In 1802 Finch provided in catechetical form a basis for the masonic respect of Nature as described by scientific method. It may be the case that by 1802 the synergies between the Grand Lodge of England and the Royal Society were no longer darting their rays in full meridian splendour. Yet the élan remained, and remains to some extent, captured within the ritual. Properly understood the Freemasonry of the 18th Century is modern and relevant and applies to the world today as much as ever. Perhaps more so given what we know, the light bulb has to be changed for one of much lower power consumption but of higher sustainability.


 Therefore in this light of this we can usefully consider diligence, assiduity and application, the moral imperatives required by the mason aspiring to the Second Class. It goes without saying that these terms pertain to the world of work. The root thought of the term “diligence” is love – diligence a labour of love. Its legal force is that it describes the quality of work as being beyond any possible claim for negligence and the worker beyond reproach. Both work and worker are fit for purpose.


Perhaps our light bulbs are hidden in the bushel of the lodge room


The term “assiduity” picks up on diligence requiring it to be both consistent and constant. “Application” indicates “to fasten” and here is the reality of the masonic oath, a total commitment to square work, the indivisibility of good work and a good person – the mason is what he or she does in the workplace – no more and no less! Perhaps these can be summarised as being honesty and fairness. Hence the labourer is worthy of his or her hire.


These values of the workplace are applied to the rest of life as the world can be understood to be a workplace in which food, clothing and are produced and distributed. This distribution has also to be fair and as one sixth of the world are starving the view could be taken that the moral challenge of fairer distribution, more than anything else, should be informing the actions of masons and lodges in their communities. Perhaps our light bulbs are hidden in the bushel of the lodge room – they don’t need changing - just the walls of exclusion taken down and the light allowed to shine and lead in communities.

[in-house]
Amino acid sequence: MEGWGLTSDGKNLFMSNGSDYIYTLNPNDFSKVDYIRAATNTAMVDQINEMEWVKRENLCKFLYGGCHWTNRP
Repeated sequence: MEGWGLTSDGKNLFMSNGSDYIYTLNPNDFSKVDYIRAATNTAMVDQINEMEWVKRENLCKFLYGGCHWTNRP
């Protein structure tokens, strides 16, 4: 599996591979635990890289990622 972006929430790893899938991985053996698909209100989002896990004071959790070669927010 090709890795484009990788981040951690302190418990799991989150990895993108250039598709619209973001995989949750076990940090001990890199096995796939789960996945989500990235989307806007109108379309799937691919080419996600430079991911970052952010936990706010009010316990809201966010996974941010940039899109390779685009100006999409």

“How many masons does it take to change a light bulb?” ….“all of them”.


Practices in the workplace develop and progress; this is sublimely captured by Finch when speaking of the description of nature by scientific method he speaks of already known, both nice and difficult theories being beautifully embellished and fresh discoveries being produced. That the work and the worker must be fit for purpose does not change but how this is achieved will change – call it moral relativity if you will. However, it must be remembered that it is inappropriate for ecclesiastical organisations, that have fixed views, to endorse “discoveries” old, new or embellished as clearly what is learned about Nature through scientific method is matter in motion.  Changes in the way that food clothing and shelter are produced will effect changes between the relationships of people in the workplace and those changes will apply to the rest of life. “How many masons does it take to change a light bulb?” The answer can only be, “all of them”.  That is to say, in the workplace each person has their role and contribution to make. If a man or woman is not clear about their role it is a duty of care to shed light on the subject. In the workplace this duty of care takes the form of (i) seeing the person; (ii) celebrating their abilities; and (iii) developing their potential. Surely this is recognised by all those with managerial responsibility. But, if this is true in the workplace then surely there is the moral imperative to apply it to the rest of life. Yes, as masons we all must look at the rest of humankind to see each as a person, recognise their contribution and ensure that they are bettered by our interaction.